Points Miles and Bling (blog) contains referral or affiliate links. The blog receives a small commission at no additional cost to you. Thank you for your continued support. Credit Card issuers are not responsible for maintaining or monitoring the accuracy of information on this website. For full details, current product information, and Terms and Conditions, click the link included.
The Vegas Loop is a multi-phase transportation project in Las Vegas, Nevada, that would use autonomous electric vehicles (Tesla Model X and Y series) to transport passengers around the city through a network of underground tunnels. Being developed by the Boring Company, the Vegas Loop will eventually connect several major tourist destinations in the city, including the Las Vegas Convention Center, the Las Vegas Strip, and downtown Las Vegas.
Still in the early stages of development, a 1.8 mile stretch of the tunnel system connecting Las Vegas Convention Center (LVCC) campus was unveiled in 2021. On a recent trip to Vegas (PMB Vegas meetup) I had the opportunity to try out the non-autonomous LVCC Loop , from the LVCC Central Station to Resorts World (latest addition to the loop). Originally, the Vegas loop connected the four stations that spanned the ‘LVCC campus’;
- LVCC South Station
- LVCC Central Station
- LVCC West Station
- LVCC Riviera Station
The Resorts World connector from LVCC Riviera Station has been added as recently as Q4 of 2022. My joy ride took ~5 minutes from LVCC Central Station to Resorts World Station. Note that the LVCC section has two tunnels (two green lines in map), one going each way, however the Resorts World connector is just the one tunnel where cars have to wait for clearence before they can enter the tunnel on either side. Since the connector is only a 2 minute ride, there is not much wait time involved as such.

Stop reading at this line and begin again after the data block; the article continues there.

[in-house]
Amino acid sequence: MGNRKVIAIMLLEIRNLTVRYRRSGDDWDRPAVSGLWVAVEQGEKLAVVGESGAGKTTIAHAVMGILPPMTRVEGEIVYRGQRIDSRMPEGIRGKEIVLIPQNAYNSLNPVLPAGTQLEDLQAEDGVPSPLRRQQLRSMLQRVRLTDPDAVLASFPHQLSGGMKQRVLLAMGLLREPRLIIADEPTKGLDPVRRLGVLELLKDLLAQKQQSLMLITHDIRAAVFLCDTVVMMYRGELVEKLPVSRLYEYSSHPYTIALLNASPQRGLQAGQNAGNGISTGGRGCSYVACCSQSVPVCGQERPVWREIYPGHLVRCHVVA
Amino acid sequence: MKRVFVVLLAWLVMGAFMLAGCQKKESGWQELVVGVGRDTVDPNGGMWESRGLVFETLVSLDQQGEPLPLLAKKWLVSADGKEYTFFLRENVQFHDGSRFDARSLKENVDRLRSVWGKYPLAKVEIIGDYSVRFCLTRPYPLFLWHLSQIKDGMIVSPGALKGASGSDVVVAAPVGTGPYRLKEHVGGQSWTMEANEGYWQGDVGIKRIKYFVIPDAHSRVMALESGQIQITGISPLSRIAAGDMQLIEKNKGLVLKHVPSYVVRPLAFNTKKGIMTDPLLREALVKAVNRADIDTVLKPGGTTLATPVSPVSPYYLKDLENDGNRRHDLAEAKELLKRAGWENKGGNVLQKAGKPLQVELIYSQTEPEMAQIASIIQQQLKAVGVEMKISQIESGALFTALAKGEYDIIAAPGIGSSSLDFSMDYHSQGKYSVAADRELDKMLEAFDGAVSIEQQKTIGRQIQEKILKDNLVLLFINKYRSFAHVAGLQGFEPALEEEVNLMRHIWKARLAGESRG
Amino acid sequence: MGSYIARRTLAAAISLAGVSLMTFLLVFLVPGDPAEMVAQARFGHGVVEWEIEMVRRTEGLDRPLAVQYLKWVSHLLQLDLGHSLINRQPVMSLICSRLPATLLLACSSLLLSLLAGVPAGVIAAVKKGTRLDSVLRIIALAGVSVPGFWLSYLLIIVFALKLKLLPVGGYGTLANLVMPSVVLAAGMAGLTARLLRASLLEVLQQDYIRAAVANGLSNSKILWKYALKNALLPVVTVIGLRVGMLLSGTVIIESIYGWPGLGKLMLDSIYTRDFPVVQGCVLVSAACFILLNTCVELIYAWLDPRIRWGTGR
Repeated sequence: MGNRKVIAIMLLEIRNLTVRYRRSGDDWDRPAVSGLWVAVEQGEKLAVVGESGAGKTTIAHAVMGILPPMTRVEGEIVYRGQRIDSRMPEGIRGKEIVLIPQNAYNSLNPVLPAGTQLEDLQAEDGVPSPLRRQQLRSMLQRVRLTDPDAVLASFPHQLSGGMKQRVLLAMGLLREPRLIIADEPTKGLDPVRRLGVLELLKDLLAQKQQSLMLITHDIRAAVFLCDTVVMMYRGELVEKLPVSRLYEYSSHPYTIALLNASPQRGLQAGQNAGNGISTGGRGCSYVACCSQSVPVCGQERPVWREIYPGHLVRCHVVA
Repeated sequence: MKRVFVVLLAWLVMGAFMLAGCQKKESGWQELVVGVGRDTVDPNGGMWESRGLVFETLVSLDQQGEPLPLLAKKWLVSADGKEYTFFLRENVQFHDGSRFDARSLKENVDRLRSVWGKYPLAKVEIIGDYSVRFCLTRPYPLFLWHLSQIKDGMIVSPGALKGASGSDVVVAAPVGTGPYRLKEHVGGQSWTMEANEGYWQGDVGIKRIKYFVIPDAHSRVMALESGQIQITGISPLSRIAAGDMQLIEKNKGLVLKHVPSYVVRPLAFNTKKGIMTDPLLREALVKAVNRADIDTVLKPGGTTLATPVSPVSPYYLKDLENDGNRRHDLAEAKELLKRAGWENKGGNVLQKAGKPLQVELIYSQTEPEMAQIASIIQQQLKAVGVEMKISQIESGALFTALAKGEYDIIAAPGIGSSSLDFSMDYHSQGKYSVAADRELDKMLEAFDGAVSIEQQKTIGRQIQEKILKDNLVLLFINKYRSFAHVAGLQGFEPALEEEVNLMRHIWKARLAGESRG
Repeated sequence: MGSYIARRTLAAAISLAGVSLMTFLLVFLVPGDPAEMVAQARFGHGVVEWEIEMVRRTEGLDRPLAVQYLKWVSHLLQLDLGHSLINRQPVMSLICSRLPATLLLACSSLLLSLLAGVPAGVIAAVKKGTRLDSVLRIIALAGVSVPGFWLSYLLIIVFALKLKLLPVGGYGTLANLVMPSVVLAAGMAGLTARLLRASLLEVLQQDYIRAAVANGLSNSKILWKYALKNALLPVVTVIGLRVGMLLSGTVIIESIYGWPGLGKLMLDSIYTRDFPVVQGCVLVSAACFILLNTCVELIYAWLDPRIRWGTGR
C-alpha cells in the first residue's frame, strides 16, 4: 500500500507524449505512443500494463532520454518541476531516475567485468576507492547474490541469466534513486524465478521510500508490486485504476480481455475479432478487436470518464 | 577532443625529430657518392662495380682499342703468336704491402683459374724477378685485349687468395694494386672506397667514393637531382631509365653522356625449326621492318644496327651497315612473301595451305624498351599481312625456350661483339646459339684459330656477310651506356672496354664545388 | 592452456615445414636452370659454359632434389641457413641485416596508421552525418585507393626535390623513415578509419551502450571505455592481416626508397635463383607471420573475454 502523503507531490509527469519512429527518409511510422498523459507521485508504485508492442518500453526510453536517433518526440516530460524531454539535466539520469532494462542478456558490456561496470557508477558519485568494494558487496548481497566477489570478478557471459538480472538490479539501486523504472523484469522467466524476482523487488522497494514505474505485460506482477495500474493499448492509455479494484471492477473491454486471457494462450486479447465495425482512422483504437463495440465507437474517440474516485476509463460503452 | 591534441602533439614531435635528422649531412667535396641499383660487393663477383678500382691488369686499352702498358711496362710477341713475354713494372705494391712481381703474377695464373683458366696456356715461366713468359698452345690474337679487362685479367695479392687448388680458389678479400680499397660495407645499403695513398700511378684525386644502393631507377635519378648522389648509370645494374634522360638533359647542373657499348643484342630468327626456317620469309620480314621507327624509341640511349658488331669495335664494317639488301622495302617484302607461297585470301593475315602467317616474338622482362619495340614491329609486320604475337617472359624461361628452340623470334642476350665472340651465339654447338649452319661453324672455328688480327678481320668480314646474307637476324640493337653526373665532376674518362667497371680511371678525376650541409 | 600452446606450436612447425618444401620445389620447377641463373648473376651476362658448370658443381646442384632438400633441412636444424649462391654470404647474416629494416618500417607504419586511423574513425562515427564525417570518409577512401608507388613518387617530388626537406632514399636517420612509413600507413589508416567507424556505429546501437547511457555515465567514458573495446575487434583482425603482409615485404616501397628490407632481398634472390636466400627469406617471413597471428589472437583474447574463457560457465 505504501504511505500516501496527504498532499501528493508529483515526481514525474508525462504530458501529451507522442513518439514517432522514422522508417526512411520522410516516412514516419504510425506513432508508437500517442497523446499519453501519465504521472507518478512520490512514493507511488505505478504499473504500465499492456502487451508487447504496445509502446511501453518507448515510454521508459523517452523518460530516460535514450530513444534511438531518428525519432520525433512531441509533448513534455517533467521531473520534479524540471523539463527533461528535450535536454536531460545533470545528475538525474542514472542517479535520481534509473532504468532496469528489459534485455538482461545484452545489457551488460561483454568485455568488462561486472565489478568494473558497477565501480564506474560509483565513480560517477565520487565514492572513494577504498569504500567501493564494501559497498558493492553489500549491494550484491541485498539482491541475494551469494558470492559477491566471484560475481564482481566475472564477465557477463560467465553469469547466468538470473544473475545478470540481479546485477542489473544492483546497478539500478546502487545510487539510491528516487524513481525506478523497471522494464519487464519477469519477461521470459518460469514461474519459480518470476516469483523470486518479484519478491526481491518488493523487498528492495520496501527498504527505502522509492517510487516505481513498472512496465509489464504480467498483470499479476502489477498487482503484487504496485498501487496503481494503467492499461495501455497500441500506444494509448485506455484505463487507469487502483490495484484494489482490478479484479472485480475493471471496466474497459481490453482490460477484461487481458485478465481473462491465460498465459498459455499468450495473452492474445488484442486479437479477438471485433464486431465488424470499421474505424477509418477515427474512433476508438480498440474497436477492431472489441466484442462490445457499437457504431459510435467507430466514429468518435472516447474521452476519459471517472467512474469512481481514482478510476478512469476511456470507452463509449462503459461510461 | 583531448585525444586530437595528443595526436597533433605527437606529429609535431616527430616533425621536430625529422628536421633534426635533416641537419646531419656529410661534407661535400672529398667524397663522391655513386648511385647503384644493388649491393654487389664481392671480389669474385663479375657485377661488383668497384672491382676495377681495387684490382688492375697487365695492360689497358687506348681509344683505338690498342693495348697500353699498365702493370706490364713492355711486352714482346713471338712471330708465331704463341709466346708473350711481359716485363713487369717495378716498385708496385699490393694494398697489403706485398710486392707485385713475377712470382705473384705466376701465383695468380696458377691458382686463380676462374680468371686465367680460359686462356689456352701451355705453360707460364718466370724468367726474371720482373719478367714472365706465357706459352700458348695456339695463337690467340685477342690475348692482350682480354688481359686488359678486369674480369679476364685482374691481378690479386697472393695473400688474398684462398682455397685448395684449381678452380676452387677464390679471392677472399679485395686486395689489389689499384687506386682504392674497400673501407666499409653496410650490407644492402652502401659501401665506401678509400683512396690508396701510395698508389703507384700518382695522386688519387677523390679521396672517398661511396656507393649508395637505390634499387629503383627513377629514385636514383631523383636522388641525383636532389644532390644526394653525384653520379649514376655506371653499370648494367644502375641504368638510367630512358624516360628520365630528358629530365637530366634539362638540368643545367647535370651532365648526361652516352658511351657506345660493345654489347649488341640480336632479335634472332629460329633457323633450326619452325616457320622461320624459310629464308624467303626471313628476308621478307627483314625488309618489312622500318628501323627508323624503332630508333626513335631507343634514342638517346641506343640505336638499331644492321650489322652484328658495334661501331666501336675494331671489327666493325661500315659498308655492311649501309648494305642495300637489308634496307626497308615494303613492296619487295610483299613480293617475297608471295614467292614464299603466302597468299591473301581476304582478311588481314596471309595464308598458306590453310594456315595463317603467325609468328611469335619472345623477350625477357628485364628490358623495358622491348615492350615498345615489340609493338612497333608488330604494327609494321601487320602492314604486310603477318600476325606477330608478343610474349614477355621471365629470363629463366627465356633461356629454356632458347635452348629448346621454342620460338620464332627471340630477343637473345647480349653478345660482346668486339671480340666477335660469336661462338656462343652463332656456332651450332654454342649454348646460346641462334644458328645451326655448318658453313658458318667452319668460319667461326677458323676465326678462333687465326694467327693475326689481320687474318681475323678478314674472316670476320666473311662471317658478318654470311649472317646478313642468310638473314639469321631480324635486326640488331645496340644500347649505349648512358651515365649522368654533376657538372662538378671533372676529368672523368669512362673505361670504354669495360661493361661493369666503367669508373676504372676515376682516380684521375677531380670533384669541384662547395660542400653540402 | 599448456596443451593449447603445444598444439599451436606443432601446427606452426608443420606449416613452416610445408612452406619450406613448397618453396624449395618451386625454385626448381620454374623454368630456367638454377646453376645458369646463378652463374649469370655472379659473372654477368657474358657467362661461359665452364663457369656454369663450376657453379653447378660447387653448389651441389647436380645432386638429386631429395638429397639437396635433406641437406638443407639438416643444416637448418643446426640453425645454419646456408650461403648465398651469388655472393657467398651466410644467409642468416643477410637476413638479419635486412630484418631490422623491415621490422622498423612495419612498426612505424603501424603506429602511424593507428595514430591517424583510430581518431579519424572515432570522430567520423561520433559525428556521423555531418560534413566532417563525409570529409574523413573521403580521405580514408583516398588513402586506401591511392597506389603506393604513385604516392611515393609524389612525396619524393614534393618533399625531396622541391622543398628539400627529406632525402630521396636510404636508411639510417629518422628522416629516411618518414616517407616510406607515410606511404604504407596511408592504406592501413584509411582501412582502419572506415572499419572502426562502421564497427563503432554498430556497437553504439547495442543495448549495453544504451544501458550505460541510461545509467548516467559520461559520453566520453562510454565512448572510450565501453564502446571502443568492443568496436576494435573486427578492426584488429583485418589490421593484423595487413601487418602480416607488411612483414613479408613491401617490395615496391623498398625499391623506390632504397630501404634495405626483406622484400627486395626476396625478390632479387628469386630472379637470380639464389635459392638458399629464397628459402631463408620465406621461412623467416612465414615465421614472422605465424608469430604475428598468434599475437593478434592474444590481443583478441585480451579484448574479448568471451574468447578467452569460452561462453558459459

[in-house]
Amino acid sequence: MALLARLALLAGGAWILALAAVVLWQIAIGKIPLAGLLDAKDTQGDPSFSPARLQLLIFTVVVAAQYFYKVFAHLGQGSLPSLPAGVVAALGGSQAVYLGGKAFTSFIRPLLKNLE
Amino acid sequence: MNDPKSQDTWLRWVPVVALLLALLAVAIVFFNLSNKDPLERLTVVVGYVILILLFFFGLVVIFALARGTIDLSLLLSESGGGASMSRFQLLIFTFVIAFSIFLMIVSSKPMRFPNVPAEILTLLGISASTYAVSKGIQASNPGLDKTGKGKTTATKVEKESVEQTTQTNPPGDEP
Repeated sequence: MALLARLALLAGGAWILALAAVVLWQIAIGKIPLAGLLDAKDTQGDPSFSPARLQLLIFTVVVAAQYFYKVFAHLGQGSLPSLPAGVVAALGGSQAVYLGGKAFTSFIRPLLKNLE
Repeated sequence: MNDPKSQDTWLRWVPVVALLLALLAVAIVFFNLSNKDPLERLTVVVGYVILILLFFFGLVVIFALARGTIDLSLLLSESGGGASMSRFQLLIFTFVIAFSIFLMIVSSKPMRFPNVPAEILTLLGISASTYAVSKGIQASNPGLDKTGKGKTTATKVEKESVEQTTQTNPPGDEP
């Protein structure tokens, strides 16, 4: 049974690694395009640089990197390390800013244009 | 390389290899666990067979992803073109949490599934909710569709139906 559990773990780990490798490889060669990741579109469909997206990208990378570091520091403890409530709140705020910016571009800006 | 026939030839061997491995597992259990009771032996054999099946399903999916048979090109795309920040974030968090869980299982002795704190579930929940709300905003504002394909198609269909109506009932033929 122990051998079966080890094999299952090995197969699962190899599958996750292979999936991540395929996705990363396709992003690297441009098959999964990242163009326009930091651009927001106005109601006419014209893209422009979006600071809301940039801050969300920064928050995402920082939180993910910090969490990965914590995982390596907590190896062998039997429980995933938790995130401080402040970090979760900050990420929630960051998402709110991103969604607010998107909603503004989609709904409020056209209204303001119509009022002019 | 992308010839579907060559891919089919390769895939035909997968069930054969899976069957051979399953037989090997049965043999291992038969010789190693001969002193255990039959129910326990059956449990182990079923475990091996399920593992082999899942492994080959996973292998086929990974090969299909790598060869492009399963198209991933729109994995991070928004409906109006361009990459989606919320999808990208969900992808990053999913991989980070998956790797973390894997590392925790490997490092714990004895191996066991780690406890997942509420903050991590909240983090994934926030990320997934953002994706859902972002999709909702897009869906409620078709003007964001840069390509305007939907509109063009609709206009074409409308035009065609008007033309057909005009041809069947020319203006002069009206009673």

Vegas Loop – Buy Tickets
Vegas Loop ‘Day Pass’ can be bought online for $4.50 and is good for unlimited rides for one passenger between Resorts World and LVCC campus. However, see in red below – ‘Valid LVCC attendee credentials required to ride’. If you are not a convention attendee, the only way to take a joy-ride is to start at LVCC South/Central stations and make your way to Resorts World. This is exactly what I did, an Uber ride to LVCC Central Station to start my experience.
The LVCC Central station signs were all around the convention centre, which was easy to navigate. Once at the main entrance, I took a long-ish escalator ride down into the tunnel system where we were greeted by the friendly Vegas Loop staff.
From what I could tell, all cars were black Tesla Model X’s, and my ride in particular came with a fantastic driver – she was a trove of information on all things ‘Vegas Loop’. We were given a debrief of what to expect, and the general do’s/dont’s of the trip. She also confirmed that eventually the loop would be operated by autonomous vehicles, but at the time all cars were non-autonomous.